RFC 4294 - IPv6 Node Requirements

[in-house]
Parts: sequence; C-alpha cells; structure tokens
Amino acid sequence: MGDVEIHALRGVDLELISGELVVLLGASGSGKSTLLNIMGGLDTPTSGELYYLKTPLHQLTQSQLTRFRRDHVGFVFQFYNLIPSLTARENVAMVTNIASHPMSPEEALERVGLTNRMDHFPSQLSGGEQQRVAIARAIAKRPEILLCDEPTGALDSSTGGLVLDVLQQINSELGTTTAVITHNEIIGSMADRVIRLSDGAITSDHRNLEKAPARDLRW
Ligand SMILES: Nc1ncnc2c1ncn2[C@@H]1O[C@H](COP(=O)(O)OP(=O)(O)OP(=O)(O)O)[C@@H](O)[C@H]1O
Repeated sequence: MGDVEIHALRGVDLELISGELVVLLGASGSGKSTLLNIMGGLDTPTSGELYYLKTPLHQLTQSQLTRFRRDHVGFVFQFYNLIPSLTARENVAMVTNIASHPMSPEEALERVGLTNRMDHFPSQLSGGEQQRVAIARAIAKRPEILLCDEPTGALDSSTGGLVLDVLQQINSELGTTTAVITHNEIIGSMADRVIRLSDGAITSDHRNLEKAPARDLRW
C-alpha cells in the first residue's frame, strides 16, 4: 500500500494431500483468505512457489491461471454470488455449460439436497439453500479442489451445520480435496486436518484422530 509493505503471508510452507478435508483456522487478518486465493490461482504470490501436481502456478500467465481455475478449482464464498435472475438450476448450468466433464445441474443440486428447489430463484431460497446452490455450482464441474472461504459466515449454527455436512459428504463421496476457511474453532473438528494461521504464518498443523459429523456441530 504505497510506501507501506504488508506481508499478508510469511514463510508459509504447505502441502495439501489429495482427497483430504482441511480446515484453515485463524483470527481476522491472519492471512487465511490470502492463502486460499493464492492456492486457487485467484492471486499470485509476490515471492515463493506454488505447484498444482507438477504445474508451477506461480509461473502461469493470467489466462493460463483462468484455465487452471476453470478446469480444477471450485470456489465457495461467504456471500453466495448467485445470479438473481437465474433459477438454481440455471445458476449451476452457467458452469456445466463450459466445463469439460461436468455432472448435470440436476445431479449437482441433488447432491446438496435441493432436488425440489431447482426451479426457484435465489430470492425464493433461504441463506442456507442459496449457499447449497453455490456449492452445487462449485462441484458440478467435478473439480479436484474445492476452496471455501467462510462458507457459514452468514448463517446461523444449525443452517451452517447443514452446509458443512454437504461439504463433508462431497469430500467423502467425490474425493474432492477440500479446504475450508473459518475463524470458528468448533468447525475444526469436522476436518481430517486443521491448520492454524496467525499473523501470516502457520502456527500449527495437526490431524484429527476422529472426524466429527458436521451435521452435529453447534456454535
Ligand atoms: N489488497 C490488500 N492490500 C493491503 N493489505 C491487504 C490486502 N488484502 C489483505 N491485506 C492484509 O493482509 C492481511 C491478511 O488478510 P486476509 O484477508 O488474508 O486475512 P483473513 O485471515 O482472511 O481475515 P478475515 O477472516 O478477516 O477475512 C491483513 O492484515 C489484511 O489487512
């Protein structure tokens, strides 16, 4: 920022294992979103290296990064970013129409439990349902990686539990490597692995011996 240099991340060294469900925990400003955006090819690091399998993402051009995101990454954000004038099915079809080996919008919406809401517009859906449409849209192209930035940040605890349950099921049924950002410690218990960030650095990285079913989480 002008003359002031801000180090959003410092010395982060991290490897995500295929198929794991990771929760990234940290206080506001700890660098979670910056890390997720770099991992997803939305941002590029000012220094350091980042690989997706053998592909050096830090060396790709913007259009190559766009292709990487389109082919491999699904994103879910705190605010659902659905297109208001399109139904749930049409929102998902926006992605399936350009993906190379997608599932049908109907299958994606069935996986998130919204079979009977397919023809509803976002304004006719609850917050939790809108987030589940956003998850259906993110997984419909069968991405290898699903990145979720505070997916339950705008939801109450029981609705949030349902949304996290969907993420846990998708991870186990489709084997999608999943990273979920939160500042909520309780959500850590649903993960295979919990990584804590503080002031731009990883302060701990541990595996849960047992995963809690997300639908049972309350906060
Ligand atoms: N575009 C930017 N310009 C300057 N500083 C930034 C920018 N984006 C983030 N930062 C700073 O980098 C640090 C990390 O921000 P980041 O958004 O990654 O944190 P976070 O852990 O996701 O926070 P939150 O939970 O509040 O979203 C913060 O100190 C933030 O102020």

Network Working Group J. Loughney, Ed. Request for Comments: 4294 Nokia Category: Informational April 2006 IPv6 Node Requirements Status of This Memo This memo provides information for the Internet community. It does not specify an Internet standard of any kind. Distribution of this memo is unlimited. Copyright Notice Copyright (C) The Internet Society (2006). Abstract This document defines requirements for IPv6 nodes. It is expected that IPv6 will be deployed in a wide range of devices and situations. Specifying the requirements for IPv6 nodes allows IPv6 to function well and interoperate in a large number of situations and deployments. Table of Contents 1. Introduction ....................................................2 1.1. Requirement Language .......................................3 1.2. Scope of This Document .....................................3 1.3. Description of IPv6 Nodes ..................................3 2. Abbreviations Used in This Document .............................3 3. Sub-IP Layer ....................................................4 3.1. Transmission of IPv6 Packets over Ethernet Networks - RFC 2464 .................................................4 3.2. IP version 6 over PPP - RFC 2472 ...........................4 3.3. IPv6 over ATM Networks - RFC 2492 ..........................4 4. IP Layer ........................................................5 4.1. Internet Protocol Version 6 - RFC 2460 .....................5 4.2. Neighbor Discovery for IPv6 - RFC 2461 .....................5 4.3. Path MTU Discovery and Packet Size .........................6 4.4. ICMP for the Internet Protocol Version 6 (IPv6) - RFC 2463 ...................................................7 4.5. Addressing .................................................7 4.6. Multicast Listener Discovery (MLD) for IPv6 - RFC 2710 .....8 5. DNS and DHCP ....................................................8 5.1. DNS ........................................................8 5.2. Dynamic Host Configuration Protocol for IPv6 (DHCPv6) - RFC 3315 ........................................9 6. IPv4 Support and Transition ....................................10 6.1. Transition Mechanisms .....................................10 7. Mobile IP ......................................................10 8. Security .......................................................10 8.1. Basic Architecture ........................................10 8.2. Security Protocols ........................................11 8.3. Transforms and Algorithms .................................11 8.4. Key Management Methods ....................................12 9. Router-Specific Functionality ..................................12 9.1. General ...................................................12 10. Network Management ............................................12 10.1. Management Information Base Modules (MIBs) ...............12 11. Security Considerations .......................................13 12. References ....................................................13 12.1. Normative References .....................................13 12.2. Informative References ...................................16 13. Authors and Acknowledgements ..................................18 1. Introduction The goal of this document is to define the common functionality required from both IPv6 hosts and routers. Many IPv6 nodes will implement optional or additional features, but this document summarizes requirements from other published Standards Track documents in one place. This document tries to avoid discussion of protocol details, and references RFCs for this purpose. This document is informational in nature and does not update Standards Track RFCs. Although the document points to different specifications, it should be noted that in most cases, the granularity of requirements are smaller than a single specification, as many specifications define multiple, independent pieces, some of which may not be mandatory. As it is not always possible for an implementer to know the exact usage of IPv6 in a node, an overriding requirement for IPv6 nodes is that they should adhere to Jon Postel's Robustness Principle: Be conservative in what you do, be liberal in what you accept from others [RFC-793]. 1.1. Requirement Language The key words "MUST", "MUST NOT", "REQUIRED", "SHALL", "SHALL NOT", "SHOULD", "SHOULD NOT", "RECOMMENDED", "MAY", and "OPTIONAL" in this document are to be interpreted as described in RFC 2119 [RFC-2119]. 1.2. Scope of This Document IPv6 covers many specifications. It is intended that IPv6 will be deployed in many different situations and environments. Therefore, it is important to develop the requirements for IPv6 nodes to ensure interoperability. This document assumes that all IPv6 nodes meet the minimum requirements specified here. 1.3. Description of IPv6 Nodes From the Internet Protocol, Version 6 (IPv6) Specification [RFC-2460], we have the following definitions: Description of an IPv6 Node - a device that implements IPv6. Description of an IPv6 router - a node that forwards IPv6 packets not explicitly addressed to itself. Description of an IPv6 Host - any node that is not a router. 2. Abbreviations Used in This Document ATM Asynchronous Transfer Mode AH Authentication Header DAD Duplicate Address Detection ESP Encapsulating Security Payload ICMP Internet Control Message Protocol IKE Internet Key Exchange MIB Management Information Base MLD Multicast Listener Discovery MTU Maximum Transfer Unit NA Neighbor Advertisement NBMA Non-Broadcast Multiple Access ND Neighbor Discovery NS Neighbor Solicitation NUD Neighbor Unreachability Detection PPP Point-to-Point Protocol PVC Permanent Virtual Circuit SVC Switched Virtual Circuit 3. Sub-IP Layer An IPv6 node must include support for one or more IPv6 link-layer specifications. Which link-layer specifications are included will depend upon what link-layers are supported by the hardware available on the system. It is possible for a conformant IPv6 node to support IPv6 on some of its interfaces and not on others. As IPv6 is run over new layer 2 technologies, it is expected that new specifications will be issued. This section highlights some major layer 2 technologies and is not intended to be complete. 3.1. Transmission of IPv6 Packets over Ethernet Networks - RFC 2464 Nodes supporting IPv6 over Ethernet interfaces MUST implement Transmission of IPv6 Packets over Ethernet Networks [RFC-2464]. 3.2. IP version 6 over PPP - RFC 2472 Nodes supporting IPv6 over PPP MUST implement IPv6 over PPP [RFC-2472]. 3.3. IPv6 over ATM Networks - RFC 2492 Nodes supporting IPv6 over ATM Networks MUST implement IPv6 over ATM Networks [RFC-2492]. Additionally, RFC 2492 states: A minimally conforming IPv6/ATM driver SHALL support the PVC mode of operation. An IPv6/ATM driver that supports the full SVC mode SHALL also support PVC mode of operation. 4. IP Layer 4.1. Internet Protocol Version 6 - RFC 2460 The Internet Protocol Version 6 is specified in [RFC-2460]. This specification MUST be supported. Unrecognized options in Hop-by-Hop Options or Destination Options extensions MUST be processed as described in RFC 2460. The node MUST follow the packet transmission rules in RFC 2460. Nodes MUST always be able to send, receive, and process fragment headers. All conformant IPv6 implementations MUST be capable of sending and receiving IPv6 packets; the forwarding functionality MAY be supported. RFC 2460 specifies extension headers and the processing for these headers. A full implementation of IPv6 includes implementation of the following extension headers: Hop-by-Hop Options, Routing (Type 0), Fragment, Destination Options, Authentication and Encapsulating Security Payload [RFC-2460]. An IPv6 node MUST be able to process these headers. It should be noted that there is some discussion about the use of Routing Headers and possible security threats [IPv6-RH] that they cause. 4.2. Neighbor Discovery for IPv6 - RFC 2461 Neighbor Discovery SHOULD be supported. [RFC-2461] states: "Unless specified otherwise (in a document that covers operating IP over a particular link type) this document applies to all link types. However, because ND uses link-layer multicast for some of its services, it is possible that on some link types (e.g., NBMA links) alternative protocols or mechanisms to implement those services will be specified (in the appropriate document covering the operation of IP over a particular link type). The services described in this document that are not directly dependent on multicast, such as Redirects, Next-hop determination, Neighbor Unreachability Detection, etc., are expected to be provided as specified in this document. The details of how one uses ND on NBMA links is an area for further study." Some detailed analysis of Neighbor Discovery follows: Router Discovery is how hosts locate routers that reside on an attached link. Router Discovery MUST be supported for implementations. Prefix Discovery is how hosts discover the set of address prefixes that define which destinations are on-link for an attached link. Prefix discovery MUST be supported for implementations. Neighbor Unreachability Detection (NUD) MUST be supported for all paths between hosts and neighboring nodes. It is not required for paths between routers. However, when a node receives a unicast Neighbor Solicitation (NS) message (that may be a NUD's NS), the node MUST respond to it (i.e., send a unicast Neighbor Advertisement). Duplicate Address Detection MUST be supported on all links supporting link-layer multicast (RFC 2462, Section 5.4, specifies DAD MUST take place on all unicast addresses). A host implementation MUST support sending Router Solicitations. Receiving and processing Router Advertisements MUST be supported for host implementations. The ability to understand specific Router Advertisement options is dependent on supporting the specification where the RA is specified. Sending and Receiving Neighbor Solicitation (NS) and Neighbor Advertisement (NA) MUST be supported. NS and NA messages are required for Duplicate Address Detection (DAD). Redirect functionality SHOULD be supported. If the node is a router, Redirect functionality MUST be supported. 4.3. Path MTU Discovery and Packet Size 4.3.1. Path MTU Discovery - RFC 1981 Path MTU Discovery [RFC-1981] SHOULD be supported, though minimal implementations MAY choose to not support it and avoid large packets. The rules in RFC 2460 MUST be followed for packet fragmentation and reassembly. 4.3.2. IPv6 Jumbograms - RFC 2675 IPv6 Jumbograms [RFC-2675] MAY be supported. 4.4. ICMP for the Internet Protocol Version 6 (IPv6) - RFC 2463 ICMPv6 [RFC-2463] MUST be supported. 4.5. Addressing 4.5.1. IP Version 6 Addressing Architecture - RFC 3513 The IPv6 Addressing Architecture [RFC-3513] MUST be supported as updated by [RFC-3879]. 4.5.2. IPv6 Stateless Address Autoconfiguration - RFC 2462 IPv6 Stateless Address Autoconfiguration is defined in [RFC-2462]. This specification MUST be supported for nodes that are hosts. Static address can be supported as well. Nodes that are routers MUST be able to generate link local addresses as described in RFC 2462 [RFC-2462]. From 2462: The autoconfiguration process specified in this document applies only to hosts and not routers. Since host autoconfiguration uses information advertised by routers, routers will need to be configured by some other means. However, it is expected that routers will generate link-local addresses using the mechanism described in this document. In addition, routers are expected to successfully pass the Duplicate Address Detection procedure described in this document on all addresses prior to assigning them to an interface. Duplicate Address Detection (DAD) MUST be supported. 4.5.3. Privacy Extensions for Address Configuration in IPv6 - RFC 3041 Privacy Extensions for Stateless Address Autoconfiguration [RFC-3041] SHOULD be supported. It is recommended that this behavior be configurable on a connection basis within each application when available. It is noted that a number of applications do not work with addresses generated with this method, while other applications work quite well with them. 4.5.4. Default Address Selection for IPv6 - RFC 3484 The rules specified in the Default Address Selection for IPv6 [RFC-3484] document MUST be implemented. It is expected that IPv6 nodes will need to deal with multiple addresses. 4.5.5. Stateful Address Autoconfiguration Stateful Address Autoconfiguration MAY be supported. DHCPv6 [RFC-3315] is the standard stateful address configuration protocol; see Section 5.3 for DHCPv6 support. Nodes which do not support Stateful Address Autoconfiguration may be unable to obtain any IPv6 addresses, aside from link-local addresses, when it receives a router advertisement with the 'M' flag (Managed address configuration) set and that contains no prefixes advertised for Stateless Address Autoconfiguration (see Section 4.5.2). Additionally, such nodes will be unable to obtain other configuration information, such as the addresses of DNS servers when it is connected to a link over which the node receives a router advertisement in which the 'O' flag ("Other stateful configuration") is set. 4.6. Multicast Listener Discovery (MLD) for IPv6 - RFC 2710 Nodes that need to join multicast groups SHOULD implement MLDv2 [RFC-3810]. However, if the node has applications that only need support for Any-Source Multicast [RFC-3569], the node MAY implement MLDv1 [RFC-2710] instead. If the node has applications that need support for Source-Specific Multicast [RFC-3569, SSM-ARCH], the node MUST support MLDv2 [RFC-3810]. When MLD is used, the rules in the "Source Address Selection for the Multicast Listener Discovery (MLD) Protocol" [RFC-3590] MUST be followed. 5. DNS and DHCP 5.1. DNS DNS is described in [RFC-1034], [RFC-1035], [RFC-3152], [RFC-3363], and [RFC-3596]. Not all nodes will need to resolve names; those that will never need to resolve DNS names do not need to implement resolver functionality. However, the ability to resolve names is a basic infrastructure capability that applications rely on and generally needs to be supported. All nodes that need to resolve names SHOULD implement stub-resolver [RFC-1034] functionality, as in RFC 1034, Section 5.3.1, with support for: - AAAA type Resource Records [RFC-3596]; - reverse addressing in ip6.arpa using PTR records [RFC-3152]; - EDNS0 [RFC-2671] to allow for DNS packet sizes larger than 512 octets. Those nodes are RECOMMENDED to support DNS security extensions [RFC-4033], [RFC-4034], and [RFC-4035]. Those nodes are NOT RECOMMENDED to support the experimental A6 and DNAME Resource Records [RFC-3363]. 5.2. Dynamic Host Configuration Protocol for IPv6 (DHCPv6) - RFC 3315 5.2.1. Managed Address Configuration The method by which IPv6 nodes that use DHCP for address assignment can obtain IPv6 addresses and other configuration information upon receipt of a Router Advertisement with the 'M' flag set is described in Section 5.5.3 of RFC 2462. In addition, in the absence of a router, those IPv6 nodes that use DHCP for address assignment MUST initiate DHCP to obtain IPv6 addresses and other configuration information, as described in Section 5.5.2 of RFC 2462. Those IPv6 nodes that do not use DHCP for address assignment can ignore the 'M' flag in Router Advertisements. 5.2.2. Other Configuration Information The method by which IPv6 nodes that use DHCP to obtain other configuration information can obtain other configuration information upon receipt of a Router Advertisement with the 'O' flag set is described in Section 5.5.3 of RFC 2462. Those IPv6 nodes that use DHCP to obtain other configuration information initiate DHCP for other configuration information upon receipt of a Router Advertisement with the 'O' flag set, as described in Section 5.5.3 of RFC 2462. Those IPv6 nodes that do not use DHCP for other configuration information can ignore the 'O' flag in Router Advertisements. An IPv6 node can use the subset of DHCP (described in [RFC-3736]) to obtain other configuration information. 5.3.3. Use of Router Advertisements in Managed Environments Nodes using the Dynamic Host Configuration Protocol for IPv6 (DHCPv6) are expected to determine their default router information and on- link prefix information from received Router Advertisements. 6. IPv4 Support and Transition IPv6 nodes MAY support IPv4. 6.1. Transition Mechanisms 6.1.1. Transition Mechanisms for IPv6 Hosts and Routers - RFC 2893 If an IPv6 node implements dual stack and tunneling, then [RFC-4213] MUST be supported. 7. Mobile IP The Mobile IPv6 [RFC-3775] specification defines requirements for the following types of nodes: - mobile nodes - correspondent nodes with support for route optimization - home agents - all IPv6 routers Hosts MAY support mobile node functionality described in Section 8.5 of [RFC-3775], including support of generic packet tunneling [RFC- 2473] and secure home agent communications [RFC-3776]. Hosts SHOULD support route optimization requirements for correspondent nodes described in Section 8.2 of [RFC-3775]. Routers SHOULD support the generic mobility-related requirements for all IPv6 routers described in Section 8.3 of [RFC-3775]. Routers MAY support the home agent functionality described in Section 8.4 of [RFC-3775], including support of [RFC-2473] and [RFC-3776]. 8. Security This section describes the specification of IPsec for the IPv6 node. 8.1. Basic Architecture Security Architecture for the Internet Protocol [RFC-4301] MUST be supported. 8.2. Security Protocols ESP [RFC-4303] MUST be supported. AH [RFC-4302] MUST be supported. 8.3. Transforms and Algorithms Current IPsec RFCs specify the support of transforms and algorithms for use with AH and ESP: NULL encryption, DES-CBC, HMAC-SHA-1-96, and HMAC-MD5-96. However, "Cryptographic Algorithm Implementation Requirements For ESP And AH" [RFC-4305] contains the current set of mandatory to implement algorithms for ESP and AH. It also specifies algorithms that should be implemented because they are likely to be promoted to mandatory at some future time. IPv6 nodes SHOULD conform to the requirements in [RFC-4305], as well as the requirements specified below. Since ESP encryption and authentication are both optional, support for the NULL encryption algorithm [RFC-2410] and the NULL authentication algorithm [RFC-4303] MUST be provided to maintain consistency with the way these services are negotiated. However, while authentication and encryption can each be NULL, they MUST NOT both be NULL. The NULL encryption algorithm is also useful for debugging. The DES-CBC encryption algorithm [RFC-2405] SHOULD NOT be supported within ESP. Security issues related to the use of DES are discussed in [DESDIFF], [DESINT], and [DESCRACK]. DES-CBC is still listed as required by the existing IPsec RFCs, but updates to these RFCs will be published in the near future. DES provides 56 bits of protection, which is no longer considered sufficient. The use of the HMAC-SHA-1-96 algorithm [RFC-2404] within AH and ESP MUST be supported. The use of the HMAC-MD5-96 algorithm [RFC-2403] within AH and ESP MAY also be supported. The 3DES-CBC encryption algorithm [RFC-2451] does not suffer from the same security issues as DES-CBC, and the 3DES-CBC algorithm within ESP MUST be supported to ensure interoperability. The AES-128-CBC algorithm [RFC-3602] MUST also be supported within ESP. AES-128 is expected to be a widely available, secure, and efficient algorithm. While AES-128-CBC is not required by the current IPsec RFCs, it is expected to become required in the future. 8.4. Key Management Methods An implementation MUST support the manual configuration of the security key and SPI. The SPI configuration is needed in order to delineate between multiple keys. Key management SHOULD be supported. Examples of key management systems include IKEv2 [RFC-4306] and Kerberos; S/MIME and TLS include key management functions. Where key refresh, anti-replay features of AH and ESP, or on-demand creation of Security Associations (SAs) is required, automated keying MUST be supported. Key management methods for multicast traffic are also being worked on by the MSEC WG. 9. Router-Specific Functionality This section defines general host considerations for IPv6 nodes that act as routers. Currently, this section does not discuss routing- specific requirements. 9.1. General 9.1.1. IPv6 Router Alert Option - RFC 2711 The IPv6 Router Alert Option [RFC-2711] is an optional IPv6 Hop-by- Hop Header that is used in conjunction with some protocols (e.g., RSVP [RFC-2205] or MLD [RFC-2710]). The Router Alert option will need to be implemented whenever protocols that mandate its usage are implemented. See Section 4.6. 9.1.2. Neighbor Discovery for IPv6 - RFC 2461 Sending Router Advertisements and processing Router Solicitation MUST be supported. 10. Network Management Network Management MAY be supported by IPv6 nodes. However, for IPv6 nodes that are embedded devices, network management may be the only possible way of controlling these nodes. 10.1. Management Information Base Modules (MIBs) The following two MIBs SHOULD be supported by nodes that support an SNMP agent. 10.1.1. IP Forwarding Table MIB IP Forwarding Table MIB [RFC-4292] SHOULD be supported by nodes that support an SNMP agent. 10.1.2. Management Information Base for the Internet Protocol (IP) IP MIB [RFC-4293] SHOULD be supported by nodes that support an SNMP agent. 11. Security Considerations This document does not affect the security of the Internet, but implementations of IPv6 are expected to support a minimum set of security features to ensure security on the Internet. "IP Security Document Roadmap" [RFC-2411] is important for everyone to read. The security considerations in RFC 2460 state the following: The security features of IPv6 are described in the Security Architecture for the Internet Protocol [RFC-2401]. RFC 2401 has been obsoleted by RFC 4301, therefore refer RFC 4301 for the security features of IPv6. 12. References 12.1. Normative References [RFC-1035] Mockapetris, P., "Domain names - implementation and specification", STD 13, RFC 1035, November 1987. [RFC-1981] McCann, J., Deering, S., and J. Mogul, "Path MTU Discovery for IP version 6", RFC 1981, August 1996. [RFC-2104] Krawczyk, H., Bellare, M., and R. Canetti, "HMAC: Keyed-Hashing for Message Authentication", RFC 2104, February 1997. [RFC-2119] Bradner, S., "Key words for use in RFCs to Indicate Requirement Levels", BCP 14, RFC 2119, March 1997. [RFC-2403] Madson, C. and R. Glenn, "The Use of HMAC-MD5-96 within ESP and AH", RFC 2403, November 1998. [RFC-2404] Madson, C. and R. Glenn, "The Use of HMAC-SHA-1-96 within ESP and AH", RFC 2404, November 1998. [RFC-2405] Madson, C. and N. Doraswamy, "The ESP DES-CBC Cipher Algorithm With Explicit IV", RFC 2405, November 1998. [RFC-2410] Glenn, R. and S. Kent, "The NULL Encryption Algorithm and Its Use With IPsec", RFC 2410, November 1998. [RFC-2411] Thayer, R., Doraswamy, N., and R. Glenn, "IP Security Document Roadmap", RFC 2411, November 1998. [RFC-2451] Pereira, R. and R. Adams, "The ESP CBC-Mode Cipher Algorithms", RFC 2451, November 1998. [RFC-2460] Deering, S. and R. Hinden, "Internet Protocol, Version 6 (IPv6) Specification", RFC 2460, December 1998. [RFC-2461] Narten, T., Nordmark, E., and W. Simpson, "Neighbor Discovery for IP Version 6 (IPv6)", RFC 2461, December 1998. [RFC-2462] Thomson, S. and T. Narten, "IPv6 Stateless Address Autoconfiguration", RFC 2462, December 1998. [RFC-2463] Conta, A. and S. Deering, "Internet Control Message Protocol (ICMPv6) for the Internet Protocol Version 6 (IPv6) Specification", RFC 2463, December 1998. [RFC-2472] Haskin, D. and E. Allen, "IP Version 6 over PPP", RFC 2472, December 1998. [RFC-2473] Conta, A. and S. Deering, "Generic Packet Tunneling in IPv6 Specification", RFC 2473, December 1998. [RFC-2671] Vixie, P., "Extension Mechanisms for DNS (EDNS0)", RFC 2671, August 1999. [RFC-2710] Deering, S., Fenner, W., and B. Haberman, "Multicast Listener Discovery (MLD) for IPv6", RFC 2710, October 1999. [RFC-2711] Partridge, C. and A. Jackson, "IPv6 Router Alert Option", RFC 2711, October 1999. [RFC-3041] Narten, T. and R. Draves, "Privacy Extensions for Stateless Address Autoconfiguration in IPv6", RFC 3041, January 2001. [RFC-3152] Bush, R., "Delegation of IP6.ARPA", BCP 49, RFC 3152, August 2001. [RFC-3315] Droms, R., Bound, J., Volz, B., Lemon, T., Perkins, C., and M. Carney, "Dynamic Host Configuration Protocol for IPv6 (DHCPv6)", RFC 3315, July 2003. [RFC-3363] Bush, R., Durand, A., Fink, B., Gudmundsson, O., and T. Hain, "Representing Internet Protocol version 6 (IPv6) Addresses in the Domain Name System (DNS)", RFC 3363, August 2002. [RFC-3484] Frye, R., Levi, D., Routhier, S., and B. Wijnen, "Coexistence between Version 1, Version 2, and Version 3 of the Internet-standard Network Management Framework", BCP 74, RFC 3584, August 2003. [RFC-3513] Hinden, R. and S. Deering, "Internet Protocol Version 6 (IPv6) Addressing Architecture", RFC 3513, April 2003. [RFC-3590] Haberman, B., "Source Address Selection for the Multicast Listener Discovery (MLD) Protocol", RFC 3590, September 2003. [RFC-3596] Thomson, S., Huitema, C., Ksinant, V., and M. Souissi, "DNS Extensions to Support IP Version 6", RFC 3596, October 2003. [RFC-3602] Frankel, S., Glenn, R., and S. Kelly, "The AES-CBC Cipher Algorithm and Its Use with IPsec", RFC 3602, September 2003. [RFC-3775] Johnson, D., Perkins, C., and J. Arkko, "Mobility Support in IPv6", RFC 3775, June 2004. [RFC-3776] Arkko, J., Devarapalli, V., and F. Dupont, "Using IPsec to Protect Mobile IPv6 Signaling Between Mobile Nodes and Home Agents", RFC 3776, June 2004. [RFC-3810] Vida, R. and L. Costa, "Multicast Listener Discovery Version 2 (MLDv2) for IPv6", RFC 3810, June 2004. [RFC-3879] Huitema, C. and B. Carpenter, "Deprecating Site Local Addresses", RFC 3879, September 2004. [RFC-4292] Haberman, B., "IP Forwarding Table MIB", RFC 4292, April 2006. [RFC-4293] Routhier, S., Ed., "Management Information Base for the Internet Protocol (IP)", RFC 4293, April 2006. [RFC-4301] Kent, S. and R. Atkinson, "Security Architecture for the Internet Protocol", RFC 4301, December 2005. [RFC-4302] Kent, S., "IP Authentication Header", RFC 4302, December 2005. [RFC-4303] Kent, S., "IP Encapsulating Security Payload (ESP)", RFC 4303, December 2005. [RFC-4305] Eastlake 3rd, D., "Cryptographic Algorithm Implementation Requirements for Encapsulating Security Payload (ESP) and Authentication Header (AH)", RFC 4305, December 2005. 12.2. Informative References [DESDIFF] Biham, E., Shamir, A., "Differential Cryptanalysis of DES-like cryptosystems", Journal of Cryptology Vol 4, Jan 1991. [DESCRACK] Cracking DES, O'Reilly & Associates, Sebastapol, CA 2000. [DESINT] Bellovin, S., "An Issue With DES-CBC When Used Without Strong Integrity", Proceedings of the 32nd IETF, Danvers, MA, April 1995. [IPv6-RH] P. Savola, "Security of IPv6 Routing Header and Home Address Options", Work in Progress. [RFC-793] Postel, J., "Transmission Control Protocol", STD 7, RFC 793, September 1981. [RFC-1034] Mockapetris, P., "Domain names - concepts and facilities", STD 13, RFC 1034, November 1987. [RFC-2205] Braden, R., Zhang, L., Berson, S., Herzog, S., and S. Jamin, "Resource ReSerVation Protocol (RSVP) -- Version 1 Functional Specification", RFC 2205, September 1997. [RFC-2464] Crawford, M., "Transmission of IPv6 Packets over Ethernet Networks", RFC 2464, December 1998. [RFC-2492] Armitage, G., Schulter, P., and M. Jork, "IPv6 over ATM Networks", RFC 2492, January 1999. [RFC-2675] Borman, D., Deering, S., and R. Hinden, "IPv6 Jumbograms", RFC 2675, August 1999. [RFC-4213] Nordmark, E. and R. Gilligan, "Basic Transition Mechanisms for IPv6 Hosts and Routers", RFC 4213, October 2005. [RFC-3569] Bhattacharyya, S., "An Overview of Source-Specific Multicast (SSM)", RFC 3569, July 2003. [RFC-3736] Droms, R., "Stateless Dynamic Host Configuration Protocol (DHCP) Service for IPv6", RFC 3736, April 2004. [RFC-4001] Daniele, M., Haberman, B., Routhier, S., and J. Schoenwaelder, "Textual Conventions for Internet Network Addresses", RFC 4001, February 2005. [RFC-4033] Arends, R., Austein, R., Larson, M., Massey, D., and S. Rose, "DNS Security Introduction and Requirements", RFC 4033, March 2005. [RFC-4034] Arends, R., Austein, R., Larson, M., Massey, D., and S. Rose, "Resource Records for the DNS Security Extensions", RFC 4034, March 2005. [RFC-4035] Arends, R., Austein, R., Larson, M., Massey, D., and S. Rose, "Protocol Modifications for the DNS Security Extensions", RFC 4035, March 2005. [RFC-4306] Kaufman, C., Ed., "Internet Key Exchange (IKEv2) Protocol", RFC 4306, December 2005. [SSM-ARCH] H. Holbrook, B. Cain, "Source-Specific Multicast for IP", Work in Progress. 13. Authors and Acknowledgements This document was written by the IPv6 Node Requirements design team: Jari Arkko [email@example.com] Marc Blanchet [firstname.lastname@example.org] Samita Chakrabarti [email@example.com] Alain Durand [firstname.lastname@example.org] Gerard Gastaud [email@example.com] Jun-ichiro itojun Hagino [firstname.lastname@example.org] Atsushi Inoue [email@example.com] Masahiro Ishiyama [firstname.lastname@example.org] John Loughney [email@example.com] Rajiv Raghunarayan [firstname.lastname@example.org] Shoichi Sakane [email@example.com] Dave Thaler [firstname.lastname@example.org] Juha Wiljakka [juha.wiljakka@Nokia.com] The authors would like to thank Ran Atkinson, Jim Bound, Brian Carpenter, Ralph Droms, Christian Huitema, Adam Machalek, Thomas Narten, Juha Ollila, and Pekka Savola for their comments. Editor's Contact Information Comments or questions regarding this document should be sent to the IPv6 Working Group mailing list (email@example.com) or to: John Loughney Nokia Research Center Itamerenkatu 11-13 00180 Helsinki Finland Phone: +358 50 483 6242 EMail: John.Loughney@Nokia.com Full Copyright Statement Copyright (C) The Internet Society (2006). This document is subject to the rights, licenses and restrictions contained in BCP 78, and except as set forth therein, the authors retain all their rights. This document and the information contained herein are provided on an "AS IS" basis and THE CONTRIBUTOR, THE ORGANIZATION HE/SHE REPRESENTS OR IS SPONSORED BY (IF ANY), THE INTERNET SOCIETY AND THE INTERNET ENGINEERING TASK FORCE DISCLAIM ALL WARRANTIES, EXPRESS OR IMPLIED, INCLUDING BUT NOT LIMITED TO ANY WARRANTY THAT THE USE OF THE INFORMATION HEREIN WILL NOT INFRINGE ANY RIGHTS OR ANY IMPLIED WARRANTIES OF MERCHANTABILITY OR FITNESS FOR A PARTICULAR PURPOSE. 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